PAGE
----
SITREP | South Asian Inflationary Pressures Are Fading

SITREP | South Asian Inflationary Pressures Are Fading

By World Bank


Helped by easing pressures on commodity prices, tight monetary policy stances, and relatively stable currencies, South Asia ceded its long-held top spot as the region with the highest inflation rate. The Consumer Price Index (CPI) increased by 3.2 percent year-on-year in February 2015, below its regional counterparts for Latin America and Caribbean and for Sub Saharan Africa, at 3.5 and 3.8 percent respectively. 

Image Attribute: Vegetable stall, Pushkar, Rajasthan State, India / CC

Image Attribute: Vegetable stall, Pushkar, Rajasthan State, India / CC

March 2015 saw a further pronounced decrease for South Asia. Besides commodity prices, another crucial component of consumer prices in South Asia, food price inflation, has also contributed to the decrease in CPI inflation, except for an up-tick in India since the start of 2015. The drop in food price inflation is partly attributable to robust food harvests across the region.

Chart Attribute:  All countries in South Asia experienced a Deceleration in Inflation

Chart Attribute:  All countries in South Asia experienced a Deceleration in Inflation

Inflationary pressures have consistently eased across all South Asian economies. In Afghanistan, consumer price inflation dropped from 7.7 percent in 2013 to 4.4 percent in 2014 as both food and non-food price increases slowed down. Bangladesh’s inflation appears contained showing decreasing momentum with the twelve-month moving average decelerating to 6.8 percent in February 2015, compared with 7.6 percent in February 2014. Headline inflation (year-on-year) declined to 6.1 percent in February 2015, compared with 7.4 percent in February 2014. Given their currency peg to the Indian rupee, both Bhutan and Nepal both saw consumer price inflation slowing down in line with trends in India. There, inflation declined to 5.1 percent (or to 4.3 according to the new CPI series) during October 2014-January 2015, from an average 7.7 percent (or 7.3 percent according to the new CPI series) in FY2014/15H1. 

Chart Attribute: Monetary policy has recently started to soften in Pakistan and India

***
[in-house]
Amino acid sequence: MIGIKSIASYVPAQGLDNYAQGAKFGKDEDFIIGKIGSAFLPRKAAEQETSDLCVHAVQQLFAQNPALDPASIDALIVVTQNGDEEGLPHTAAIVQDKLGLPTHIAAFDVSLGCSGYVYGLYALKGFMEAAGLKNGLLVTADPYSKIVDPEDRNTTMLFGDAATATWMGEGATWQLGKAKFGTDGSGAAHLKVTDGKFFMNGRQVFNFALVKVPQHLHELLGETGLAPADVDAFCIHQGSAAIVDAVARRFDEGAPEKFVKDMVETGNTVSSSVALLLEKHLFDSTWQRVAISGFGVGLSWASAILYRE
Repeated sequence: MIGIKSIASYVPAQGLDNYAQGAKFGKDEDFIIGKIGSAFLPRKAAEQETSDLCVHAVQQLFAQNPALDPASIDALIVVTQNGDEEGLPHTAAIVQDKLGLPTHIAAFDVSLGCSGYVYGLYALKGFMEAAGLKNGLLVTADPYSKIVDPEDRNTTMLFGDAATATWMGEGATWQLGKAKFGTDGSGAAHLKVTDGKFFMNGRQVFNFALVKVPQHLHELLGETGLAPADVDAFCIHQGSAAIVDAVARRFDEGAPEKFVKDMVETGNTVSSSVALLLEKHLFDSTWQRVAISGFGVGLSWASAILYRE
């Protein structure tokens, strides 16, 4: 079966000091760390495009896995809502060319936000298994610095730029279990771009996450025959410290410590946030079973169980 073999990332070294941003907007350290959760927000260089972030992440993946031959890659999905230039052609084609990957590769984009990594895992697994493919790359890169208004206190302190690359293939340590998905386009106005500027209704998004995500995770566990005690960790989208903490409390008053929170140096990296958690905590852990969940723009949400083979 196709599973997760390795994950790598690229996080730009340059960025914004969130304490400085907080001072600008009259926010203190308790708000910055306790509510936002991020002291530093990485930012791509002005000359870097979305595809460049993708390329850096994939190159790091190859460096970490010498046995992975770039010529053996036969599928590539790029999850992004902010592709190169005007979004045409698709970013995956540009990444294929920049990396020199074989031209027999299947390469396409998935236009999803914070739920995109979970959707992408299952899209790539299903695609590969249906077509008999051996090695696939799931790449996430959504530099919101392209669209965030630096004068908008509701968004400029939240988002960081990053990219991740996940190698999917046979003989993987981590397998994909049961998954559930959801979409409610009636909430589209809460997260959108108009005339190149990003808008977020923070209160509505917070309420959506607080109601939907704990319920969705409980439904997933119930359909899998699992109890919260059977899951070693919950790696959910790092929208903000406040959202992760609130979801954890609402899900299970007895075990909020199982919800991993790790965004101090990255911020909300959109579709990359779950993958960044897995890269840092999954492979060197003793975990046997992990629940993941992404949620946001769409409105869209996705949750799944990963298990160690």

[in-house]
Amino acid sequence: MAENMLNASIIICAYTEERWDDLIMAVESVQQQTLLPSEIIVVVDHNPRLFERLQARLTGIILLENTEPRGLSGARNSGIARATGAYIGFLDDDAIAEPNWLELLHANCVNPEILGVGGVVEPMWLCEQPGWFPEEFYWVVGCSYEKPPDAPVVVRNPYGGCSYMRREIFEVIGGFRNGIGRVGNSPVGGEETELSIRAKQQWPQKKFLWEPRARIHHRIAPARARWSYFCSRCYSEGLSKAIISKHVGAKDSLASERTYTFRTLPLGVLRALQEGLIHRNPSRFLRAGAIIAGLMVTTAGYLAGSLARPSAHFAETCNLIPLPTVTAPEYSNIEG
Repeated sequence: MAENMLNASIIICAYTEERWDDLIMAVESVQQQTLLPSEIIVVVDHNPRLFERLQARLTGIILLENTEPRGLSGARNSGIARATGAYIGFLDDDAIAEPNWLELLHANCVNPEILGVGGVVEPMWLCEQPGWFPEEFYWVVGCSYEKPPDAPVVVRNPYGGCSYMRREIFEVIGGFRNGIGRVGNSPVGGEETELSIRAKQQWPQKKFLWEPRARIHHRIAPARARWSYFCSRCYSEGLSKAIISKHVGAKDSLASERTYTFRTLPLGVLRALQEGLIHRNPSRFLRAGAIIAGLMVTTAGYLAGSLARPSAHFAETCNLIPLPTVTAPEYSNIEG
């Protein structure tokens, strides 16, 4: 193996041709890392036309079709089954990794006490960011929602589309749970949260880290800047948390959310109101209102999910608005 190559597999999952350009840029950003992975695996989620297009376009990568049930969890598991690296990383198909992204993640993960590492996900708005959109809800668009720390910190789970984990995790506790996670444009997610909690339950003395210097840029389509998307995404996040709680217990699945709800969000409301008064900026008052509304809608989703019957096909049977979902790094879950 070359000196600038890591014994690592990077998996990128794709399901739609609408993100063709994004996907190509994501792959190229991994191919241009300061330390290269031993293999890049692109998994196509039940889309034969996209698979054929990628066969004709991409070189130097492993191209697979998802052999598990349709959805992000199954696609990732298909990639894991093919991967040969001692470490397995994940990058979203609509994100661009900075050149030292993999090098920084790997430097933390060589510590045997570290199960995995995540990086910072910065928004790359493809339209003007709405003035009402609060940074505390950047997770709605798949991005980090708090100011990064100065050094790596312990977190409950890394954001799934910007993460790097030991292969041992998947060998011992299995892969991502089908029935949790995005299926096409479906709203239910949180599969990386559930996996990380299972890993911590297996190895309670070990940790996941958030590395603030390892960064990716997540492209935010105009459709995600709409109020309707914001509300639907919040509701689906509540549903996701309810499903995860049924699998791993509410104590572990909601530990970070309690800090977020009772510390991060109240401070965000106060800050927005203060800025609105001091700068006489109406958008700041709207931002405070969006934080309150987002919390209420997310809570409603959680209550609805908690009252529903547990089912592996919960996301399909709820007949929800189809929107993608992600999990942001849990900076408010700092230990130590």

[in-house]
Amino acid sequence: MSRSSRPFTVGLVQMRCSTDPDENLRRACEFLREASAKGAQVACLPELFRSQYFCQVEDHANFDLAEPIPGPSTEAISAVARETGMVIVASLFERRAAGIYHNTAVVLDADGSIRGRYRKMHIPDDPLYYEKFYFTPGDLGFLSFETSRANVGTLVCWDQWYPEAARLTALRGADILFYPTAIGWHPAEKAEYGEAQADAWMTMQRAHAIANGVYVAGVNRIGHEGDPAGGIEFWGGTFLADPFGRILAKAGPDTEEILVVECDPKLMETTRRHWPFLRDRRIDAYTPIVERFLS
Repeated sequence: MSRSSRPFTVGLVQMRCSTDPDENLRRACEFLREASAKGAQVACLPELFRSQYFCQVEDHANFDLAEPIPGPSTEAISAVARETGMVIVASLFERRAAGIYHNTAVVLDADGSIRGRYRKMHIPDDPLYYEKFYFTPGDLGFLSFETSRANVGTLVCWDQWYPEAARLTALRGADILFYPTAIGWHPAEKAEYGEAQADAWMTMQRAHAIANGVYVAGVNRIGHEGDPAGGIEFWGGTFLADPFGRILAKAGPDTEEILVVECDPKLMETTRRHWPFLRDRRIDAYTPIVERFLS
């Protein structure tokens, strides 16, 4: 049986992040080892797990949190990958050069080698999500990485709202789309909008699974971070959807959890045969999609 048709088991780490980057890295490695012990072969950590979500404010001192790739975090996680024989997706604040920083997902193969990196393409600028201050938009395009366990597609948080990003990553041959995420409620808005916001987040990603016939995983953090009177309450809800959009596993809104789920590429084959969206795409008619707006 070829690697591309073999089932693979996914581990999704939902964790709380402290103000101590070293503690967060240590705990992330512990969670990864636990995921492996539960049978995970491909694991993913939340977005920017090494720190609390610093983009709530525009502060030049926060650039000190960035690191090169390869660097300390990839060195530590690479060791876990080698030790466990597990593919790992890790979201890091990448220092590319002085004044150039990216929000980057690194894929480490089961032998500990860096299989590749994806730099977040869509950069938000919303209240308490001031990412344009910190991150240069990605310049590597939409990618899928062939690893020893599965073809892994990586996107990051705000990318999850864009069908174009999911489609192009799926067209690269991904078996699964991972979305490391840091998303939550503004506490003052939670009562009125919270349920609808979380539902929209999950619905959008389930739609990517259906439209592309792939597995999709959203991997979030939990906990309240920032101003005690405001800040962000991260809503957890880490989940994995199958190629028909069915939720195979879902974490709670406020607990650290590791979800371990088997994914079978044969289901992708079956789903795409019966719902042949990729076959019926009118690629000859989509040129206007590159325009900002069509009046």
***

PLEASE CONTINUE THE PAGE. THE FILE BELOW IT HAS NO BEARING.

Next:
Chart Attribute: Monetary policy has recently started to soften in Pakistan and India

Similarly, in Pakistan inflation rates reached a 13-year low of 2.5 percent at the end of March 2015, down from a peak of 10.9 percent in November 2013. In Maldives, inflation is forecasted to be just 0.3 percent in 2015 but to pick up with the increase in import duties, to settle at around 4 percent in the medium term. Last but not least, Sri Lanka saw its annual average inflation, as measured by the Colombo Consumer Price index (CCPI‐2006/07), decline for 19 consecutive months. On a year-on-year basis, inflation hit its lowest point in March 2015, at just 0.1 percent.

The deceleration of inflation has already triggered monetary policy responses. Lower inflation rates and well-anchored inflationary expectations led the Reserve Bank of India (RBI) and the State Bank of Pakistan (SBP) to lower their interest rates in a move to support credit growth. RBI has adopted a framework based to on flexible inflation target, and the recent decline in inflation and fiscal restraint generated some room for monetary accommodation, making it possible to lower the policy rate twice in the recent past (while keeping it constant at the latest meeting). The SBP lowered the policy rate (called SBP reverse repo rate) from 10 percent to 9.5 percent on November 17th 2014 and further to 8.5 percent on January 26th 2015. It further lowered the rate by another 50 basis points on March 24th 2015.

Note: Inflationary pressures refers to the demand and supply-side pressures that can cause a rise in the general price level. Demand-pull inflationary pressure is greatest when actual GDP exceeds potential GDP causing a positive output gap.

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